Burundi: The Human Rights Council should continue its scrutiny and pursue its work towards justice and accountability

In a joint letter released ahead of the UN Human Rights Council’s 48th session, DefendDefenders and 40+ Burundian, African, and international NGOs urge continued scrutiny and further work towards justice and accountability in Burundi. 

In the absence of structural improvements, and in view of the recent increase in human rights violations against persons perceived as government opponents, the signatories write, at minimum, the Council should adopt a resolution that acknowledges that the human rights situation in Burundi has not changed in a substantial or sustainable way. 

The Council’s approach should rely on benchmarks designed to measure tangible progress and based on key indicators identified by the Commission of Inquiry (CoI), they write. 

The signatories urge the Council to adopt an approach that focuses on the following core functions: 

(i) Continued independent documentation of violations and abuses, monitoring of, and public reporting on, the human rights situation in Burundi, with adequate resources; and 

(ii) Follow up to the work and recommendations of the CoI, in particular on justice and accountability. 

“At its 48th session, the Council should avoid sending the Burundian Government signals that would disincentivise domestic human rights reforms,” the signatories conclude. “The Council should ensure continued documentation, monitoring, public reporting, and public debates on Burundi’s human rights situation, with a focus on justice and accountability. It should urge the Burundian authorities to make concrete commitments to implement human rights reforms within a clear time-frame, which should be measured against specific benchmarks.”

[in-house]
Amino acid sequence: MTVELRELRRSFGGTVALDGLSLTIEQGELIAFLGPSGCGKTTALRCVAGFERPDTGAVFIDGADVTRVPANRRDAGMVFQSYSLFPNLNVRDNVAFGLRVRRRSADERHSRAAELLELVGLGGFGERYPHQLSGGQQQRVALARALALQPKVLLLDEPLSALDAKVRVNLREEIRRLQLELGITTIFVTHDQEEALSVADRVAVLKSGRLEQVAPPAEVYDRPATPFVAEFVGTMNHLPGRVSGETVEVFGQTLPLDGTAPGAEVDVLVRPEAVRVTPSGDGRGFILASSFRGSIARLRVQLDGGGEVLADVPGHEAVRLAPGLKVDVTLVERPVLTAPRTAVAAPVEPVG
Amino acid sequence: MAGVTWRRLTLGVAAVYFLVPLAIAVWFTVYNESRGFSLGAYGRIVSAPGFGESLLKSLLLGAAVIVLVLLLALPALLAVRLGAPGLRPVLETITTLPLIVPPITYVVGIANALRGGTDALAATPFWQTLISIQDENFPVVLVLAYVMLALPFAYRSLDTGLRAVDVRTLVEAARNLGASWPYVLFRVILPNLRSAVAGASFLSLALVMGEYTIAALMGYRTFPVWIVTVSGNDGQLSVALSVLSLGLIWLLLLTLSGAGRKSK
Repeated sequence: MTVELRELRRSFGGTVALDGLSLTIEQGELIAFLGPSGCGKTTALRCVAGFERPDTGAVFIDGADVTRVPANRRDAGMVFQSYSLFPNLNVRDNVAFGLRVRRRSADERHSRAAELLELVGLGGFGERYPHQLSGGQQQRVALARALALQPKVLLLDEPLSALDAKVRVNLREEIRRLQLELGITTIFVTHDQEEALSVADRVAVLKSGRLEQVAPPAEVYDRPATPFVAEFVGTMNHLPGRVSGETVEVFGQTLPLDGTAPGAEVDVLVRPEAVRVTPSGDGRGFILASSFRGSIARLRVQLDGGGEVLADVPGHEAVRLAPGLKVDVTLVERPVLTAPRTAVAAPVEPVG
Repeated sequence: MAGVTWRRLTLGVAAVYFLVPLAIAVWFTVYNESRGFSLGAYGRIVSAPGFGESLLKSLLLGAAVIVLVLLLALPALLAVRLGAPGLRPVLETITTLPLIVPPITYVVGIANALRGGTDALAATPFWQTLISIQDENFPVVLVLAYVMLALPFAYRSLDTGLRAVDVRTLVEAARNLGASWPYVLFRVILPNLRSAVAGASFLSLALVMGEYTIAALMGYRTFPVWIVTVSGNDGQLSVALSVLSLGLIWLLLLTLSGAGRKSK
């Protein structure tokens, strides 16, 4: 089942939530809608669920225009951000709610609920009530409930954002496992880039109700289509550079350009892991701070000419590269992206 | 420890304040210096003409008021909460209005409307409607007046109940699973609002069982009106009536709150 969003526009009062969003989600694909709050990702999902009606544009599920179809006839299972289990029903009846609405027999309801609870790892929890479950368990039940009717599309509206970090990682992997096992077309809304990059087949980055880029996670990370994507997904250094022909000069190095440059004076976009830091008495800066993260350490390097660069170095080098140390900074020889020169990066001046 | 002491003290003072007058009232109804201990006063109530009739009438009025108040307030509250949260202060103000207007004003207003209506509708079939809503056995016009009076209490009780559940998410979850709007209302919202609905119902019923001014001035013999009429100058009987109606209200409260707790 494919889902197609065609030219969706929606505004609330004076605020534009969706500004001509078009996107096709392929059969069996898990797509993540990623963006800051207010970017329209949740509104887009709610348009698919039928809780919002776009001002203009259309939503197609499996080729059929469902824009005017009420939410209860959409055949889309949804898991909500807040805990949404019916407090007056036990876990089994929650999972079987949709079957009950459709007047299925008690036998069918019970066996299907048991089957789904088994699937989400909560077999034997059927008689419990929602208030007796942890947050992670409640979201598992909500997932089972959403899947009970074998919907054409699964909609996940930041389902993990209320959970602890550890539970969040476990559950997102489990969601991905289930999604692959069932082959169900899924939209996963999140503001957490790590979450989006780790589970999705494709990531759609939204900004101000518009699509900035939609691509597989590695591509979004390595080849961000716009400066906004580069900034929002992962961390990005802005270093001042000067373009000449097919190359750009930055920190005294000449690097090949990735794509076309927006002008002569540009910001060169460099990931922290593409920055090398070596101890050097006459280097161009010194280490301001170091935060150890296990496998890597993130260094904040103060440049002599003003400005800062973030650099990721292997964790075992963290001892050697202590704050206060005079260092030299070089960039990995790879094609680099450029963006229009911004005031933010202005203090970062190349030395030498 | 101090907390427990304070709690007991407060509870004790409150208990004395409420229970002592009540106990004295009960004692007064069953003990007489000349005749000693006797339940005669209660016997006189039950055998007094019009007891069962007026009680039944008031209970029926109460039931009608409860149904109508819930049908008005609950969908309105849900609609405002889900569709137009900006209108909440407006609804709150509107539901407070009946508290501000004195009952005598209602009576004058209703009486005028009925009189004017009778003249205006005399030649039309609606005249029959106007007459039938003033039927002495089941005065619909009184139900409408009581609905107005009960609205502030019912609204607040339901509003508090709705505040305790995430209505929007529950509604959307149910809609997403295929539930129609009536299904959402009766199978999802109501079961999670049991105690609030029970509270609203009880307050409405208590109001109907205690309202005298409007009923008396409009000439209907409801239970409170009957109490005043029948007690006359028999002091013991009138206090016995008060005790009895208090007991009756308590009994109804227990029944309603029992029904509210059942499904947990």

Read the letter in English / version française.


Human Rights Defender of the month: Kasale Maleton Mwaana

Kasale’s human rights activism precedes his years. The son of pastoralist parents from Ngorongoro district in northern Tanzania, he grew up seeing his parents and entire community having to defend their land and way of life against authorities who thought their lands could be put to better use. Now, at 25, Kasale is already one of the most recognizable advocates of his people’s cause, much to the ire of Tanzanian authorities.
“Our people’s struggle goes back many generations. It started with the pushing out of our forefathers from Serengeti to gazette Serengeti National Park in 1959, and then further evictions from the Ngorongoro crater to gazette the Ngorongoro conservation area in 1975. Since then, every generation has had to resist further evictions. It’s now my generation’s turn,” he says.